At the webinar, organized by the Law Commission of Ontario (LCO) in cooperation with the University of Ottawa Centre for Law, Technology and Society, Fritsch noted that there is a “massive demand” for AI legal tools to help people access justice. “We always thought that AI wouldn’t replace humans until AI was as good as humans,” Fritsch said. “ChatGPT is clearly not as good as humans yet, but the demand for it is not being driven by the technology. It is being driven by the economics, and the barriers that people have accessing justice.”
He noted that the free AI tools such as ChatGPT can at least provide a starting point for those seeking legal advice. It’s good at “identifying and pointing you in the general direction,” he said, which “has a lot of value for a lot of people,” especially those who don’t know their legal rights.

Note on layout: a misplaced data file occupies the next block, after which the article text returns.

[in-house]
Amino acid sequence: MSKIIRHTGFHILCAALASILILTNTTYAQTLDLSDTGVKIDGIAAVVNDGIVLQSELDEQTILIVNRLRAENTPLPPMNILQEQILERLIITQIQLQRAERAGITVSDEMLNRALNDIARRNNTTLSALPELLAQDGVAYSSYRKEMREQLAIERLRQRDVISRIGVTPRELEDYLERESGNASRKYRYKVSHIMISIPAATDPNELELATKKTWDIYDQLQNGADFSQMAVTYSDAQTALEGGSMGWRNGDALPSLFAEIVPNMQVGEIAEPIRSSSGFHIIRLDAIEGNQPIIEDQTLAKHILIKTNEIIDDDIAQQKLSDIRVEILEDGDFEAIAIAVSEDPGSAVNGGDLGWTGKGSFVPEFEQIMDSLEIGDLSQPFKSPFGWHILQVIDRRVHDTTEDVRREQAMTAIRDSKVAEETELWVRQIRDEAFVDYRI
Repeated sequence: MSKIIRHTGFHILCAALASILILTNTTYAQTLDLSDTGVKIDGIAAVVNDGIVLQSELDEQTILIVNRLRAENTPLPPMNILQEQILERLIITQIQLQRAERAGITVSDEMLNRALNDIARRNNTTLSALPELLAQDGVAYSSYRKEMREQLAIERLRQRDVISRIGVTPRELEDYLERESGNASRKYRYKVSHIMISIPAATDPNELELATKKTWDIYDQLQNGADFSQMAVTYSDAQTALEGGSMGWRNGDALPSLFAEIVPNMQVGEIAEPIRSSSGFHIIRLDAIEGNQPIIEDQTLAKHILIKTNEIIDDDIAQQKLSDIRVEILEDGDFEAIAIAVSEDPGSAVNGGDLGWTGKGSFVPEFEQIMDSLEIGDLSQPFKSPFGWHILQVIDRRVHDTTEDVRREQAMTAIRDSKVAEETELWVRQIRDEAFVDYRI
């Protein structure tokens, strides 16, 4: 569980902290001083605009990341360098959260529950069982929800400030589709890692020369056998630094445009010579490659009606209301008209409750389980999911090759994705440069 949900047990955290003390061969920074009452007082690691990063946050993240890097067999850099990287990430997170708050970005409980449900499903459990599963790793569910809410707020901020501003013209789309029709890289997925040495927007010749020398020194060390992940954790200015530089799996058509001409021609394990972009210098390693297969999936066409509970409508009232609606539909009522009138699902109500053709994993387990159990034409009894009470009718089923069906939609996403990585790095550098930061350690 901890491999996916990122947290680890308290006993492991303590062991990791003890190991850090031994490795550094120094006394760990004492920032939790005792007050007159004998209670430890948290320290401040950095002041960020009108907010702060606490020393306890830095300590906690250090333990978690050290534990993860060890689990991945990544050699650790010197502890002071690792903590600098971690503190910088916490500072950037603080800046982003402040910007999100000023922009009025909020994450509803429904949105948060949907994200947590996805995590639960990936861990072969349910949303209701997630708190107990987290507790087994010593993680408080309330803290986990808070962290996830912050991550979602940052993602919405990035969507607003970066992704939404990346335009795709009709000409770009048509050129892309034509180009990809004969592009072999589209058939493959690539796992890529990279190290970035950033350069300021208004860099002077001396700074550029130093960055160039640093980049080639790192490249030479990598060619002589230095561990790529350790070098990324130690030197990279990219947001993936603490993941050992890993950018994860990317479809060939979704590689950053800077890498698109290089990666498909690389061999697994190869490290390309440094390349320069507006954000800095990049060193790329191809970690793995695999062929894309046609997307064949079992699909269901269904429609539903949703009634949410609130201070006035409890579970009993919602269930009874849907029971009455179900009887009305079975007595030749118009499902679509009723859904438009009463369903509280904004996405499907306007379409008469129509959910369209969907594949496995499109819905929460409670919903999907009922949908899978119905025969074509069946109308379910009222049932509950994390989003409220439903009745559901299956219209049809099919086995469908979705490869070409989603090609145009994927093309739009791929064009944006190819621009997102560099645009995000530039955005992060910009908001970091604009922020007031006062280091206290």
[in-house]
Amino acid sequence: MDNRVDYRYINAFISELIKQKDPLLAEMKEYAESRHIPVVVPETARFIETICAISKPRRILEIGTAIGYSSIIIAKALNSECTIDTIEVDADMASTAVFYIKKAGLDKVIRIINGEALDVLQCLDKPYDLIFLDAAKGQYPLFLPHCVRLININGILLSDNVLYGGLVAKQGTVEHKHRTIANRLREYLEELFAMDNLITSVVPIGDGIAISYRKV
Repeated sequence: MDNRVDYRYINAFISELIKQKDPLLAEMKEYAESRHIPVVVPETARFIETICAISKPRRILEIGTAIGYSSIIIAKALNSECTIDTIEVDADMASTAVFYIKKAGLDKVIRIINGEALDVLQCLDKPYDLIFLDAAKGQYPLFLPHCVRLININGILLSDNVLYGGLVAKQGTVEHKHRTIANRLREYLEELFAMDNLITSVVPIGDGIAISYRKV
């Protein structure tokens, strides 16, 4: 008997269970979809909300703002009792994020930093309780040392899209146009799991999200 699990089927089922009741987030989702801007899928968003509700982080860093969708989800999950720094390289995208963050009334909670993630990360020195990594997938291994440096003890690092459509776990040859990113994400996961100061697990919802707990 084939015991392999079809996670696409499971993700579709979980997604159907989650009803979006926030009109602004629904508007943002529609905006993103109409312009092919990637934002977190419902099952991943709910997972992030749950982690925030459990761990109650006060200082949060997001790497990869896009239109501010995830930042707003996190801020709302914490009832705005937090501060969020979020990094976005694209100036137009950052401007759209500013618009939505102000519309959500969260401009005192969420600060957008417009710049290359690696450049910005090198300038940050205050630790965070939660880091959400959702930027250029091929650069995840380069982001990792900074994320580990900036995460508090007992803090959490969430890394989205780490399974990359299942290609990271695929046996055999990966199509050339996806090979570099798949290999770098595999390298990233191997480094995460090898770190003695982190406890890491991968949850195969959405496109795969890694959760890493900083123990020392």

Indeed, recently Law Times spoke with family lawyer Russell Alexander at Russell Alexander Collaborative Family Lawyers about the potential of AI to make lawyers more efficient and enhance access to justice for clients.
ChatGPT has only been around as a public AI tool for a few months, Fritsch said, but it already has 100 million-plus users and is the fastest-growing Internet app ever. It can generate a text response to almost any typed prompt, from children’s stories to graduate essays to family eulogies and answer questions of a legal nature.
For instance, ChatGPT could tell a layperson if they have a legal case as part of a quick legal self-assessment. It could also draft court materials and even quote case law and legislation. This could help people without lawyers generate legal documents like wills, divorce settlements, custody agreements or employment contracts.